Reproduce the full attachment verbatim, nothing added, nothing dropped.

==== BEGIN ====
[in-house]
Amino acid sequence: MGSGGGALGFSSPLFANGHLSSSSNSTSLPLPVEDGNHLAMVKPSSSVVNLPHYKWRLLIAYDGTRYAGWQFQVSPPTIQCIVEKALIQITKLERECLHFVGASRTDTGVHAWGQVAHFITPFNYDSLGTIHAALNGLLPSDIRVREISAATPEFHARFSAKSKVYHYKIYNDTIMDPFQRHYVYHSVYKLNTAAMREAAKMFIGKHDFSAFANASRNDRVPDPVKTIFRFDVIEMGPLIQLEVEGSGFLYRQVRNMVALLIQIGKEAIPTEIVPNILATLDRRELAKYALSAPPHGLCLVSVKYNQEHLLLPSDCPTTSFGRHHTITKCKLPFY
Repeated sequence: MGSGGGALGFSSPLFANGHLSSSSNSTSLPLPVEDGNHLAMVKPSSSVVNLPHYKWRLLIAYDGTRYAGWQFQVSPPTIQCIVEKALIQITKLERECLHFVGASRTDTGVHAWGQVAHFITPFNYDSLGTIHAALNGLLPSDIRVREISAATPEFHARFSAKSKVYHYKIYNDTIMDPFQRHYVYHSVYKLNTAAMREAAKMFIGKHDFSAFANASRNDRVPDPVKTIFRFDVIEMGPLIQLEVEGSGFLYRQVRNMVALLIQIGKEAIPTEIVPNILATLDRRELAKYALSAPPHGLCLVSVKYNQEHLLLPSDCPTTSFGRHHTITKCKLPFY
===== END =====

[in-house]
Amino acid sequence: MGSGGGALGFSSPLFANGHLSSSSNSTSLPLPVEDGNHLAMVKPSSSVVNLPHYKWRLLIAYDGTRYAGWQFQVSPPTIQCIVEKALIQITKLERECLHFVGASRTDTGVHAWGQVAHFITPFNYDSLGTIHAALNGLLPSDIRVREISAATPEFHARFSAKSKVYHYKIYNDTIMDPFQRHYVYHSVYKLNTAAMREAAKMFIGKHDFSAFANASRNDRVPDPVKTIFRFDVIEMGPLIQLEVEGSGFLYRQVRNMVALLIQIGKEAIPTEIVPNILATLDRRELAKYALSAPPHGLCLVSVKYNQEHLLLPSDCPTTSFGRHHTITKCKLPFY
Repeated sequence: MGSGGGALGFSSPLFANGHLSSSSNSTSLPLPVEDGNHLAMVKPSSSVVNLPHYKWRLLIAYDGTRYAGWQFQVSPPTIQCIVEKALIQITKLERECLHFVGASRTDTGVHAWGQVAHFITPFNYDSLGTIHAALNGLLPSDIRVREISAATPEFHARFSAKSKVYHYKIYNDTIMDPFQRHYVYHSVYKLNTAAMREAAKMFIGKHDFSAFANASRNDRVPDPVKTIFRFDVIEMGPLIQLEVEGSGFLYRQVRNMVALLIQIGKEAIPTEIVPNILATLDRRELAKYALSAPPHGLCLVSVKYNQEHLLLPSDCPTTSFGRHHTITKCKLPFY